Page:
The offer of £1 house does sound pretty tempting, but it does come with some string attached.
- The new owner must live in the house for 10 years.
- The new owner is expected to somehow help the community to blossom again.
- The 2nd part won't be easy as the area is known to be a high crime region and there is a lot of youth drug addiction, so it is not ideal for people with teenage children.
This is not the first time some neighbourhoods around the world have done such actions.
In Detroit after the financial collapse it was possible to buy a house for $1 USD, but you also had to pay the back taxes on the land that the previous owner had refused to pay. Since then the city of Detroit has been forgiving some or most of the back taxes because even then people are unwilling to buy the property.
In Cape Breton, Nova Scotia, Canada a company in the village of Whycocomagh offered to give people free land (2 acres) and a job on the island, but there was some strings attached to the deal of course. The Farmer's Daughter grocery store needed people to work there, but most young people in the area were leaving Cape Breton and nobody was willing to come work there. Needing the people to labour there, the owners of Farmer's Daughter sweetened the deal by offering free land to anyone who came and worked for them for 5 years or more.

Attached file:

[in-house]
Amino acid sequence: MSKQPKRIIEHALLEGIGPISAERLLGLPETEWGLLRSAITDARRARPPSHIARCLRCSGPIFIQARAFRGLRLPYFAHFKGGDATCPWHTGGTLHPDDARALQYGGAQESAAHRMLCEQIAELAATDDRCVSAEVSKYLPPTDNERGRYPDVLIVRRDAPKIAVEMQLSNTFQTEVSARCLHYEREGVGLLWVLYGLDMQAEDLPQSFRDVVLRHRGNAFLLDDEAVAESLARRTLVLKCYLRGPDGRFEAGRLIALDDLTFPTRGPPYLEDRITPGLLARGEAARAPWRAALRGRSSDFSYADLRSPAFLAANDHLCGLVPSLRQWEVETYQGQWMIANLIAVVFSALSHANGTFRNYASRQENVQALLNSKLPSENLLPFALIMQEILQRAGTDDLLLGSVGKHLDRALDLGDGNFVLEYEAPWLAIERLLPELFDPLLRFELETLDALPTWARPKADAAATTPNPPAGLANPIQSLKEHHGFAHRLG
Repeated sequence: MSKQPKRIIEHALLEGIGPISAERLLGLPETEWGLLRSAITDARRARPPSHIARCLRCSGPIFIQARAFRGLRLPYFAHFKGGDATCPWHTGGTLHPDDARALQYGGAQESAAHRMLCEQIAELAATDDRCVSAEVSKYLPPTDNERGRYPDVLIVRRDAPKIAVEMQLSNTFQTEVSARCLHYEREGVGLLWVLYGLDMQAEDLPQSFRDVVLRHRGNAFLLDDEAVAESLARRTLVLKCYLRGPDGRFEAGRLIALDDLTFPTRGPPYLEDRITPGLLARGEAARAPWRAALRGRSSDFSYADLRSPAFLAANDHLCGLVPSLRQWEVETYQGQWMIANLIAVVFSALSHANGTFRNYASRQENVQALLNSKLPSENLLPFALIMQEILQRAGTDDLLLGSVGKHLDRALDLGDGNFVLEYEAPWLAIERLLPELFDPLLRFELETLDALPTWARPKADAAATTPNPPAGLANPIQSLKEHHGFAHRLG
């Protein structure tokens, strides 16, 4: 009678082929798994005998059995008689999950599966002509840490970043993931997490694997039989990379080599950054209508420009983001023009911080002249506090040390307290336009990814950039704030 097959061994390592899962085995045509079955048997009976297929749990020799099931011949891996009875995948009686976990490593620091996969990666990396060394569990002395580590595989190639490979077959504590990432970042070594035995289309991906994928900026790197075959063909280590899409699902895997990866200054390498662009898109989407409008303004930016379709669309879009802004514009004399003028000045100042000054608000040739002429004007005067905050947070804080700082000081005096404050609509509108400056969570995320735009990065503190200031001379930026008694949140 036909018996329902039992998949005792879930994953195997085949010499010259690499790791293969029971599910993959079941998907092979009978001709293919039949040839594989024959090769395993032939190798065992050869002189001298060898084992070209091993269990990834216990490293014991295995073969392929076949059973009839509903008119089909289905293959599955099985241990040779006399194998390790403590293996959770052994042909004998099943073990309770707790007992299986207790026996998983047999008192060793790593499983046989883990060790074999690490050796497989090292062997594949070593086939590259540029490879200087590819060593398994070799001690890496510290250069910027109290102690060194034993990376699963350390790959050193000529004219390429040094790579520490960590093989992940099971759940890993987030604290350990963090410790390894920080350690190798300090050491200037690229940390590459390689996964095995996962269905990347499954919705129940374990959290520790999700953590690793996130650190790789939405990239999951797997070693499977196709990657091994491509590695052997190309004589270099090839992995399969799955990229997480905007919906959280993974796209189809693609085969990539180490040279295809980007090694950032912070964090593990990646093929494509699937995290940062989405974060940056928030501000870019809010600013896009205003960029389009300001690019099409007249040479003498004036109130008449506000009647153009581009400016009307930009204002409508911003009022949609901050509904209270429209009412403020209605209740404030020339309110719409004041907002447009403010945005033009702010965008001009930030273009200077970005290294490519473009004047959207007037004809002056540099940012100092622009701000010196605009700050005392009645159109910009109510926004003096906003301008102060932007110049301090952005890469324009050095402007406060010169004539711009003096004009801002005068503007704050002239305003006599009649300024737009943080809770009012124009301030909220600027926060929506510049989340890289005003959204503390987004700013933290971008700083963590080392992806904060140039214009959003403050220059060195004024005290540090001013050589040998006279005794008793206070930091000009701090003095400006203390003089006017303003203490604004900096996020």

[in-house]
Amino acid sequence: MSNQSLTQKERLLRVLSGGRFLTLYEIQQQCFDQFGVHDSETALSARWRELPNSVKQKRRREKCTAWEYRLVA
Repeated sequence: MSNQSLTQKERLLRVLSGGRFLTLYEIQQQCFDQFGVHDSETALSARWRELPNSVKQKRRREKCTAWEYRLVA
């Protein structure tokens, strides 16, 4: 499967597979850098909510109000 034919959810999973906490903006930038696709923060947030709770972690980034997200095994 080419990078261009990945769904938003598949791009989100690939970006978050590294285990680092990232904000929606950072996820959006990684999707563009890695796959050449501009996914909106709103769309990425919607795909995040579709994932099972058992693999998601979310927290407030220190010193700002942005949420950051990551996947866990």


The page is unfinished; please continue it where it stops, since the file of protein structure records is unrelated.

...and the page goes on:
If they stayed on at the store for five years, the two acres is theirs for free — as long as they cover legal costs to transfer the deed.
The truth is there is lots of places around the world where someone can buy a house (or build a house) very cheaply, and live there. The true challenge is the local cost of living and whether a person can find work locally (or work online).
One such place is Spain, which has seen many villages become abandoned during the past few decades.
It is now possible for someone to easily buy an abandoned home in Spain, cheaply, and then all they have to do is repair it. No string attached.
Well maybe one string. You still need to be able to find work locally. Proof that the cost of land is so often tied to economics.